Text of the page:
Fatalities in Frontal Crashes Despite Seat Belts and Air Bags – Review of All CDS Cases – Model and Calendar Years 2000-2007 – 122 Fatalities

Why are people still dying in frontal crashes despite seat belt use, air bags, and the crashworthy structures of late-model vehicles? Statistical analyses show the combination of seat belt use and air bags is highly effective, reducing fatality risk by 61% compared to an unbelted occupant of a vehicle not equipped with air bags – but 61% is not 100%. To address the question, an interdisciplinary NHTSA team reviewed every case of a frontal fatality to a belted driver or right-front passenger in a model year 2000 or newer vehicle in the Crashworthiness Data System (CDS) of the National Automotive Sampling System through calendar year 2007. Aside from a substantial proportion of these 122 crashes that are just exceedingly severe, the main reason people are still dying is because so many crashes involve poor structural engagement between the vehicle and its collision partner: corner impacts, oblique crashes, impacts with narrow objects, and underrides. By contrast, few if any of these 122 fatal crashes were full-frontal or offset-frontal impacts with good structural engagement, unless the crashes were of extreme severity or the occupants exceptionally vulnerable.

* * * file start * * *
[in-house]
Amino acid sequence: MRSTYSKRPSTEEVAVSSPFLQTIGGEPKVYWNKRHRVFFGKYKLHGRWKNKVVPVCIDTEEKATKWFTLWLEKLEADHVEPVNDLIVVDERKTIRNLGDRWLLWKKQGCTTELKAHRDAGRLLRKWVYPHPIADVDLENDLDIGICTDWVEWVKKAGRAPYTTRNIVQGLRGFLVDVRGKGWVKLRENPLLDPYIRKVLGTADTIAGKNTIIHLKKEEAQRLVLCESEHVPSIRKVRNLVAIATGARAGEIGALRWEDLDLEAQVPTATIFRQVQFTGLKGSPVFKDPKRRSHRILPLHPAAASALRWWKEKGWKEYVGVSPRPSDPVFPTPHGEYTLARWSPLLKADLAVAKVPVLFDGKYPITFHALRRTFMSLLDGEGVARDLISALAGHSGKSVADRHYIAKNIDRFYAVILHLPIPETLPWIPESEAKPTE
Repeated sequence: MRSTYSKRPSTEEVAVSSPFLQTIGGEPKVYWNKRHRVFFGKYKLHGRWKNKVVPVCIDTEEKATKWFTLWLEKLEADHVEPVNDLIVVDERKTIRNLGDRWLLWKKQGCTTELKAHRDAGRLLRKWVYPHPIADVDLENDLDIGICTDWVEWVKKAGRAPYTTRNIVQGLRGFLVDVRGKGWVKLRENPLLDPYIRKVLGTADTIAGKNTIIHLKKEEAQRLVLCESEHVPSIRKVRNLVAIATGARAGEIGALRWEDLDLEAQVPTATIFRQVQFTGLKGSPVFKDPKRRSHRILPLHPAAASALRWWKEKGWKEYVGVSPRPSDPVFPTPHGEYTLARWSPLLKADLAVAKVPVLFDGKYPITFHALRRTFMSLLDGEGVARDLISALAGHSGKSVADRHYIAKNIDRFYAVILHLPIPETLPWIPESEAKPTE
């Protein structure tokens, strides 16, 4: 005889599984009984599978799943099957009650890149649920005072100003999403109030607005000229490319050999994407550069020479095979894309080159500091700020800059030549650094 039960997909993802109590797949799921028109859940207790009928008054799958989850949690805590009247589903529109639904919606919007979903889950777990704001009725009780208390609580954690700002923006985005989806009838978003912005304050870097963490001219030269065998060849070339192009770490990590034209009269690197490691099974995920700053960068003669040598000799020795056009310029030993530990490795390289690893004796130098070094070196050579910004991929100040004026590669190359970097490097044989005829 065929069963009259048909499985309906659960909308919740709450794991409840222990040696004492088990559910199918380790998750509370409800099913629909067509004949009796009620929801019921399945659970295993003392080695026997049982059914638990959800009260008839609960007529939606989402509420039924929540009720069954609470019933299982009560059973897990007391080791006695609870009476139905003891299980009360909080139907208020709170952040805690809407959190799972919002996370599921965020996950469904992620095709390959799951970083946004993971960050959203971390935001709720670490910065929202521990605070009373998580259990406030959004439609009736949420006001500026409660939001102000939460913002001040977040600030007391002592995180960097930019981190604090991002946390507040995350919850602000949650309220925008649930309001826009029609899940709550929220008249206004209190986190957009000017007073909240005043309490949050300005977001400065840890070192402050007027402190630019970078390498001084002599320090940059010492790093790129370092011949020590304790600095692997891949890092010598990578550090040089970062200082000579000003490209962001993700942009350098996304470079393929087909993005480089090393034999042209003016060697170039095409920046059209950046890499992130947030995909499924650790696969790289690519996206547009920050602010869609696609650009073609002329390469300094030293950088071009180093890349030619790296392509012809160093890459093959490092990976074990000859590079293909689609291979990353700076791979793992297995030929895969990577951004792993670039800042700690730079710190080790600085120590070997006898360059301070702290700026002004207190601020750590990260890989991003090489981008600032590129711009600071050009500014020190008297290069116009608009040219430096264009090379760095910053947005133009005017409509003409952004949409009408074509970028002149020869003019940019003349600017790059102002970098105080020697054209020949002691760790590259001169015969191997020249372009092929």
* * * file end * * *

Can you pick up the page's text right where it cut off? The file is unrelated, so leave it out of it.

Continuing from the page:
• English

Media Info

  • Media Type: Web
  • Edition: NHTSA Technical Report
  • Features: Appendices; Figures; Photos; Tables;
  • Pagination: 88p

Subject/Index Terms

Filing Info

  • Accession Number: 01142616
  • Record Type: Publication
  • Report/Paper Numbers: HS-811 102
  • Files: HSL, TRIS, USDOT
  • Created Date: Oct 29 2009 3:37PM